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A patent granted for the innovative invention of KU scientists

The European Patent Organization granted a patent to professor Albinas Stankus and dr. Žydrūnas Lukošius of Klaipėda University for their invention Device and System for Measuring the Blood Pressure and Augmentation Index of the Carotid Artery.

The newly patented invention is a medical device to be used by researchers in the areas of cardiology, neurology, and the circulatory system. Its specific purpose is to measure blood pressure and augmentation index in the carotid artery.

Compared to other devices with a similar function, its advantages are obvious. The most important thing is the possibility to see more accurate blood pressure close to the aortic arch, the most informative pressure of blood that is expelled directly from the heart. With this device, it is also possible to measure the diameter of the artery on a mechanical principle. That allows one to see even clogged arteries, which until now could only be done with complex, costly tests.

The innovative device consists of a strap-on neck ring on which a computer-controlled stepper motor is mounted, connected to a reciprocating piston. At the end of the piston is a force sensor for measuring the pressure at the carotid artery and its change over time.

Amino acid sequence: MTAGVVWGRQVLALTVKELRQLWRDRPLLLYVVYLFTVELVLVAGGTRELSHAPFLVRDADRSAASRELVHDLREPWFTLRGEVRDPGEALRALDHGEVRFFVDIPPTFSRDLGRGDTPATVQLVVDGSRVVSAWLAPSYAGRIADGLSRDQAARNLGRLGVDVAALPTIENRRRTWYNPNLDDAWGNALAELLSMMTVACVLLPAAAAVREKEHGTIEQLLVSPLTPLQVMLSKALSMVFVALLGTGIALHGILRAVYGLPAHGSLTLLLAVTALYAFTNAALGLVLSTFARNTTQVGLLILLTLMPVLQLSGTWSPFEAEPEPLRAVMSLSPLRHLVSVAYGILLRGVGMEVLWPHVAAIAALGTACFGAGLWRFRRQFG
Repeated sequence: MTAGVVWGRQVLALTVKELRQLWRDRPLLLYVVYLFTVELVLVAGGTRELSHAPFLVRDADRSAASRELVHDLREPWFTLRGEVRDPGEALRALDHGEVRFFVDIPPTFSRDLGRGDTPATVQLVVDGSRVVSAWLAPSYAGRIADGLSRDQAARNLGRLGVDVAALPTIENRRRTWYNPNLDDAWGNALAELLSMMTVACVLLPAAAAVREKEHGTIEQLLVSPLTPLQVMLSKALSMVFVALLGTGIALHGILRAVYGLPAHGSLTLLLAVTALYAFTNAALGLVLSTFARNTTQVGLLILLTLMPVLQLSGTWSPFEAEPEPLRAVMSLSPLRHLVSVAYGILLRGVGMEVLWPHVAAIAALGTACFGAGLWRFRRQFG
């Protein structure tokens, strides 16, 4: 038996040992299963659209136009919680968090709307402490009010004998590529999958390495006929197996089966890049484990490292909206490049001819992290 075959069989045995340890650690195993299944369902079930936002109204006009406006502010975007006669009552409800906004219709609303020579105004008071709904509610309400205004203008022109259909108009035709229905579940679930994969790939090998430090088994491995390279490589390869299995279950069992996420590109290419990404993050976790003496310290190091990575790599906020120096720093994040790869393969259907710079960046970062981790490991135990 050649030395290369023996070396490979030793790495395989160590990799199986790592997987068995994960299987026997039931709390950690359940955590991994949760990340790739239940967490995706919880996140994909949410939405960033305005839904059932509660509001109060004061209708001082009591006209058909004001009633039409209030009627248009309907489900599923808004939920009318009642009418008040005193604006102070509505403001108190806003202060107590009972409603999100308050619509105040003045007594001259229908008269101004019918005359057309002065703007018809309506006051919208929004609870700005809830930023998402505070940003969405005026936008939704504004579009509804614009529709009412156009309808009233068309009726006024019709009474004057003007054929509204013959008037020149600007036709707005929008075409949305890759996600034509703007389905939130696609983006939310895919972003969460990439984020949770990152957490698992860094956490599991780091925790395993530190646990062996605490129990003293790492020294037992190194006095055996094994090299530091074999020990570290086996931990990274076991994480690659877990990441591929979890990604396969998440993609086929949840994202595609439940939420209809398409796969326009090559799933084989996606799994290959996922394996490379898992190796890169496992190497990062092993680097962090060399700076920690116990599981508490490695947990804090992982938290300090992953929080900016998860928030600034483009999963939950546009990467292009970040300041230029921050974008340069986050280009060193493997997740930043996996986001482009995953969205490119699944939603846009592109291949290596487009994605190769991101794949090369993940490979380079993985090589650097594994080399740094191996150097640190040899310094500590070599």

Although the measuring device and system described in the invention are particularly suitable for measuring blood pressure in the carotid artery, this system can also be applied to measuring blood pressure in any part of the human body to which the device can be immovably fixed.

The process of developing and patenting the invention took 7 years, but, according to dr. Žydrūnas Lukošius, neither he nor his co-authors regret it.

“I would like things to happen faster, however, genuine science never happens quickly. There are many different stages to go through. The journey of our patent lasted up to 3 to 4 years, although we produced the device over the period of 2 to3 years,” said dr. Lukošius.

The innovation is currently in the prototype stage. In the future, it is expected to attract the interest of investors who, seeing the potential of the device, could develop the technology to the final product and apply it in medical institutions in Lithuania or abroad.